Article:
May all beings be free from suffering and causes of suffering

User avatar
Malcolm
Posts: 28243
Joined: Thu Nov 11, 2010 2:19 am

Re: ChNN on presence

Post by Malcolm » Mon Jan 15, 2018 4:09 pm

pael wrote:
Mon Jan 15, 2018 3:51 pm
Malcolm wrote:
Sun Jan 14, 2018 5:26 pm

Mastering śamatha is a preliminary practice for Dzogchen.
How high Jhana/Dhyana? Form or Formless? Or nirodha-samapatti?
Perfect śamatha = first dhyāna
Buddhahood in This Life
འ༔ ཨ༔ ཧ༔ ཤ༔ ས༔ མ༔


[A]nything at all that is well spoken is the word of the Buddha.

-- Ārya-adhyāśaya-sañcodana-nāma-mahāyāna-sūtra

The different sūtras in accord with the emptiness
taught by the Sugata are definitive in meaning;
One can understand that all of those Dharmas in
which a sentient being, individual, or person are taught are provisional in meaning.

-- Samadhirāja Sūtra

Miroku
Posts: 725
Joined: Fri Jul 24, 2015 11:18 am

Re: ChNN on presence

Post by Miroku » Tue Jan 16, 2018 12:36 am

So to recapitulate. We should train in presence by mentally checking (or commenting) what we are doing, like "I am sitting in my bed and writing in english on dharmawheel, etc."?
And in order to really become dzogchen practitioners we should train in shine. Can we perfect shine in our daily life (meaning that I have limited time for thuns), also how much time is optimal to train daily in shine so it isn't a "waste of time" (meaning that one can really gain some knowledge of the shine state, for practitioners of lowest capacity)?
Concerning the 4 sutra practices with mindfulness of sensation etc that are described in Precious Vase, is the instruction in Precious Vase enough or should we seek out a retreat? Also is enough to practice shine instead of it?
Child, if you are not hypocritical and out of control, that is conduct.
~ Padampa Sangye

You say such clever things to people, but you do not apply them to yourself.
The faults within you are the ones to be exposed.
~ Padampa Sangye

MiphamFan
Posts: 954
Joined: Thu Jun 18, 2015 5:46 am

Re: ChNN on presence

Post by MiphamFan » Tue Jan 16, 2018 1:35 am

Malcolm wrote:
Mon Jan 15, 2018 3:41 pm
MiphamFan wrote:
Sun Jan 14, 2018 11:37 pm


Directed thought is like a text-reciter who does his recitation silently. Evaluation is like him simply contemplating it.

Just wanted to add, vitarka and vicara are mental factors accompanying all minds in the desire realm, not just the first dhyāna.
So for example, if my object of meditation is A, vitarka means directing my attention towards it and vicara would include e.g. thinking that A is a symbol for the primordial state, thinking that it is bright and has natural sound etc (the latter not really involving thinking words but still visualizing/"audializing")?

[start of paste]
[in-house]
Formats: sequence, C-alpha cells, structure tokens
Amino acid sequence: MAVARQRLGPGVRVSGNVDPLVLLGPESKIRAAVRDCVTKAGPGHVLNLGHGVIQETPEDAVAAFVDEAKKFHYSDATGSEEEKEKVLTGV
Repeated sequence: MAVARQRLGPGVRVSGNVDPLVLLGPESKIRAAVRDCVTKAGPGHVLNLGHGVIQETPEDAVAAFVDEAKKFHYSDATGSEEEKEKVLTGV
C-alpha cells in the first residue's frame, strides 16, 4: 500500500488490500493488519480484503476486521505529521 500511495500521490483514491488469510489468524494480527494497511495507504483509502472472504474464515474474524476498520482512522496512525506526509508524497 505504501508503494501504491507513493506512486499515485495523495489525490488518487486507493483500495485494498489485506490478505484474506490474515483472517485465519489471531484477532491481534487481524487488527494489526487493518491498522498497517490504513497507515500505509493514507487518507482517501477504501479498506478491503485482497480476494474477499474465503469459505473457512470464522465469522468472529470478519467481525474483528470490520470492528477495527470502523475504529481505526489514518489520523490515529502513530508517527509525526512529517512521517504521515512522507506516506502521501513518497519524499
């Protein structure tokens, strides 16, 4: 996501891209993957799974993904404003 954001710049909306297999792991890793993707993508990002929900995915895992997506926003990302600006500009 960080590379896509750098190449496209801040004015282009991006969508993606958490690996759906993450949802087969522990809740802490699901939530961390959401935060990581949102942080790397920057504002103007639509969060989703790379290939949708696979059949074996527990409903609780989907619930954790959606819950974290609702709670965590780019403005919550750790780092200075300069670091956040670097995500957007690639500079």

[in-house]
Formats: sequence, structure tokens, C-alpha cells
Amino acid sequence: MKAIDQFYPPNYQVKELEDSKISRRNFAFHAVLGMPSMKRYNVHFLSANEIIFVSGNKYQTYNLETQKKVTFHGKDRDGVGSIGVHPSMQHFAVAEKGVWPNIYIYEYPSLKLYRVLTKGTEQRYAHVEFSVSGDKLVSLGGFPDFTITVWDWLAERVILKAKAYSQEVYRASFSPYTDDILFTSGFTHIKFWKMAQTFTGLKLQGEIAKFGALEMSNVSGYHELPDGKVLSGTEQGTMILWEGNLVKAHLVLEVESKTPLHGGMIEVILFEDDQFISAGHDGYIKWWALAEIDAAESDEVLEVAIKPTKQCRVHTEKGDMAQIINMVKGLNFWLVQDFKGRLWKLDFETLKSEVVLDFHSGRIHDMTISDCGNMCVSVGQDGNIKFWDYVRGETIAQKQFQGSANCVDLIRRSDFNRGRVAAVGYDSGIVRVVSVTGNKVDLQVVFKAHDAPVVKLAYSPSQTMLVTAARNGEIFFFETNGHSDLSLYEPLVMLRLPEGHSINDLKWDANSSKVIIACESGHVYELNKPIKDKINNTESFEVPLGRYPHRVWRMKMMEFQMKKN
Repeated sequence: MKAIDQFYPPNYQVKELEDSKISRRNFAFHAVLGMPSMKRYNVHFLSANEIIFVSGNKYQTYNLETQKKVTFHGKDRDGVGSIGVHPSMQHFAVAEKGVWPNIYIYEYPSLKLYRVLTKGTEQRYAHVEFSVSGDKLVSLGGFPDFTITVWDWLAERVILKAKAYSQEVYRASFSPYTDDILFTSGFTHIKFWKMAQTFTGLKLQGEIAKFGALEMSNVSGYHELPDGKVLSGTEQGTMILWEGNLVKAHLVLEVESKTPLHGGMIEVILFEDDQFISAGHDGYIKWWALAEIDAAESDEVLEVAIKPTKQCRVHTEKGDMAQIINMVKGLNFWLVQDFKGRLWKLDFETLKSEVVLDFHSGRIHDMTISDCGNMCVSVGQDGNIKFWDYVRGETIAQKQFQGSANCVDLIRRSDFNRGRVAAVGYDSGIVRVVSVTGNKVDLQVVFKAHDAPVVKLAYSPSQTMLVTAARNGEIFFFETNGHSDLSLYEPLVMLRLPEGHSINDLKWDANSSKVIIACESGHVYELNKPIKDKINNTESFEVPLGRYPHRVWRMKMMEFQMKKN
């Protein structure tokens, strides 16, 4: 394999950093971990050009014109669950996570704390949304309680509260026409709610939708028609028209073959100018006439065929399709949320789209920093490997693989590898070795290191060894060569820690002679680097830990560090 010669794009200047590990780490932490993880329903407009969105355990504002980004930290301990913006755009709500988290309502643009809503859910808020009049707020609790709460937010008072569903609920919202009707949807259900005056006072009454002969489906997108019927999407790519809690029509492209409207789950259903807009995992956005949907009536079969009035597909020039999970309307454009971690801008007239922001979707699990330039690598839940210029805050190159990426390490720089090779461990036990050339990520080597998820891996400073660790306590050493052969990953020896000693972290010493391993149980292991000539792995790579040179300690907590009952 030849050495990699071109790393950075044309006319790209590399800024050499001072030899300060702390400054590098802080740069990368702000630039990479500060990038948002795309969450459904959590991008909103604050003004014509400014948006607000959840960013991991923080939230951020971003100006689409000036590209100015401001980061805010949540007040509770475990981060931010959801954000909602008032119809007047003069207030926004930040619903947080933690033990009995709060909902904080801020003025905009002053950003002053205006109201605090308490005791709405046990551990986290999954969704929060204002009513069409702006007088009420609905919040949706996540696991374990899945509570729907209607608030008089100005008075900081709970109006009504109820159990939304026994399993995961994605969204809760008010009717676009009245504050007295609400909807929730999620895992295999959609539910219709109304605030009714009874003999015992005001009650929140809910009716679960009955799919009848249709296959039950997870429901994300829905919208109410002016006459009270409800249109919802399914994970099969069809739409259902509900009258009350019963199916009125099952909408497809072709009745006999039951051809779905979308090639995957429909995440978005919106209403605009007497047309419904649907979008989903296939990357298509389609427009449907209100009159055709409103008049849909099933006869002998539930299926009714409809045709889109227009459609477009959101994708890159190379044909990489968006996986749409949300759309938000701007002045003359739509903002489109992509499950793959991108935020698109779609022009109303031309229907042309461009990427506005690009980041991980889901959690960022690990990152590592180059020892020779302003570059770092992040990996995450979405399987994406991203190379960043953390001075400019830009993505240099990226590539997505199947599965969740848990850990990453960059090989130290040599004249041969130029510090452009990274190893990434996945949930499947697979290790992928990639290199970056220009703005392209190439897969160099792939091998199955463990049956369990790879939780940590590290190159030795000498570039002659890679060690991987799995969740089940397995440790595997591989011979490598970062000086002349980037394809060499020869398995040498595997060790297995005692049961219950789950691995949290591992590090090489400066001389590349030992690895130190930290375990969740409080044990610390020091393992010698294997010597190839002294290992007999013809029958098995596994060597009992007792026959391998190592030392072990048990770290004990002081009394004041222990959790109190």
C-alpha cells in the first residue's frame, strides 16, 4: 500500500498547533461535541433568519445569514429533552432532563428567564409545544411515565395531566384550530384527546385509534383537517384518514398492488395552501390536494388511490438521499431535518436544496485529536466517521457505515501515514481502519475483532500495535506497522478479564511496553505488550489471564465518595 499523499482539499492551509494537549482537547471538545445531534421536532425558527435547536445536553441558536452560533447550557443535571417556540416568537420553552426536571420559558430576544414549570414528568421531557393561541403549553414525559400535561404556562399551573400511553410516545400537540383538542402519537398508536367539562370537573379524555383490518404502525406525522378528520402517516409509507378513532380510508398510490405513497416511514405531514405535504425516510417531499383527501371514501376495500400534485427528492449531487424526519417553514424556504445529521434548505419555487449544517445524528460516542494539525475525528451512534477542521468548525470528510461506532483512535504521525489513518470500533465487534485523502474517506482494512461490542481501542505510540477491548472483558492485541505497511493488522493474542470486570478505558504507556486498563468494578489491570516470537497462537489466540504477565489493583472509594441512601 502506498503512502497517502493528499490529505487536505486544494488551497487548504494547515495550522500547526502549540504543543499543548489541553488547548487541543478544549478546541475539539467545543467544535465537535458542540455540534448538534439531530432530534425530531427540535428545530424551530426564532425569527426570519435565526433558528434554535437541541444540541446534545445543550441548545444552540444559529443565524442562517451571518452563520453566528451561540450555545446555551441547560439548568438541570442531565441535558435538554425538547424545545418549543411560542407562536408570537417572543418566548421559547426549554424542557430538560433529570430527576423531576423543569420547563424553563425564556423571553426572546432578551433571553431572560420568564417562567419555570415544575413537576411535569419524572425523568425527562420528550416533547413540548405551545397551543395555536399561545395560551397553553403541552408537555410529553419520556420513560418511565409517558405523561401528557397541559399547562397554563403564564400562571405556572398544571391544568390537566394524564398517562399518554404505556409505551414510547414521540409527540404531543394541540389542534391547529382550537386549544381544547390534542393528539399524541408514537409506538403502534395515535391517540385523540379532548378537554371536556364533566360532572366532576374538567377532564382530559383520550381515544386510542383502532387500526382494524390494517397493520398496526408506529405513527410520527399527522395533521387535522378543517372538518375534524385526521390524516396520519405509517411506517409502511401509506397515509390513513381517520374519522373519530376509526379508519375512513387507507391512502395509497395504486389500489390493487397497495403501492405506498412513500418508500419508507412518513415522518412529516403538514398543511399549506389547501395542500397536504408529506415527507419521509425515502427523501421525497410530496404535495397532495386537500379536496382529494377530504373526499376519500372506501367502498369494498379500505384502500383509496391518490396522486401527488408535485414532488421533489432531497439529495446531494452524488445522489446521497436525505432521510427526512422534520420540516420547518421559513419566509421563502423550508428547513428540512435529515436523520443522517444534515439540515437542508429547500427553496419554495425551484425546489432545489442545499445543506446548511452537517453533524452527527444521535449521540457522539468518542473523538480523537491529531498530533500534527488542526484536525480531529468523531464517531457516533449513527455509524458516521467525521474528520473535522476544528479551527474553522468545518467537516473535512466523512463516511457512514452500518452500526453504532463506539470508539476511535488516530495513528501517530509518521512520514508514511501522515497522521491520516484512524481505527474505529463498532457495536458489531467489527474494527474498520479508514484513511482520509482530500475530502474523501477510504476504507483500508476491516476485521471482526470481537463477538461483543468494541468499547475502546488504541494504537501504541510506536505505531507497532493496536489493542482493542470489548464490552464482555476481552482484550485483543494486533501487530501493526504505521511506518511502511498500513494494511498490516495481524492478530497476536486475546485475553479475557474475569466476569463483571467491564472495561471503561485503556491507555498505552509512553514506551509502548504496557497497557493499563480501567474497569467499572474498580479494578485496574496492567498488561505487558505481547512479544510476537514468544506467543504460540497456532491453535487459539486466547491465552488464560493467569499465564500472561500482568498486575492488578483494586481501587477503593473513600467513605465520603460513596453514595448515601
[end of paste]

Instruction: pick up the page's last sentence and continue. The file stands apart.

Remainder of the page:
If my object of meditation is a sadhana then vitarka would include going over the text, even mentally, and vicara would be contemplating the different meanings of the text -- let's say for the 7 Line prayer, the outer, inner etc meanings?

User avatar
Virgo
Global Moderator
Posts: 3343
Joined: Sat Feb 06, 2010 3:47 am
Location: Uni-verse

Re: ChNN on presence

Post by Virgo » Tue Jan 16, 2018 3:52 am

In general, people can become familiar in retreat, or semi-retreat, and then when they understand how to work with the mind it is easy to apply even in daily life, with whatever you meditation object you have, such as GY, etc. You are simply learning how to make the mind coalesce on it's object of meditation.

Kevin
ངོ་རང་ཐོག་ཏུ་སྤྲད། །
ཐག་གཅིག་ཐོག་ཏུ་བཅད། །
གདེང་གྲོལ་ཐོག་ཏུ་བཅའ། །


http://caretoclick.com/clean-the-enviro ... -phone-use

User avatar
Sennin
Posts: 665
Joined: Wed Aug 15, 2012 1:19 am

Re: ChNN on presence

Post by Sennin » Sun Jan 21, 2018 1:18 am

Losal Samten wrote:
Mon Jan 15, 2018 12:51 am
MiphamFan wrote:
Sun Jan 14, 2018 11:37 pm
There was an Indian English translation of Bhavanakrama 1, but the translator does not write very lucidly IMO.
Bhavanakramas 1-3 translated by Martin Adam.

http://digitool.library.mcgill.ca/webcl ... 800347~381
Thanks for sharing. For me the link keeps saying the request is null. Here is another link just in case.
http://digitool.library.mcgill.ca/R/?fu ... N01-MCG02

Also I just wanted to comment I found the shamatha instructions in The Royal Seal of Mahamudra very insightful and clear. https://www.shambhala.com/the-royal-sea ... 3256.html
Thus, there is not a single one who has entered into this teaching who fails to attain buddhahood.

Post Reply

Return to “Dzogchen”

Who is online

Users browsing this forum: Hansei, Kunzang Tobgyal, Leif, Mantrik, merilingpa and 44 guests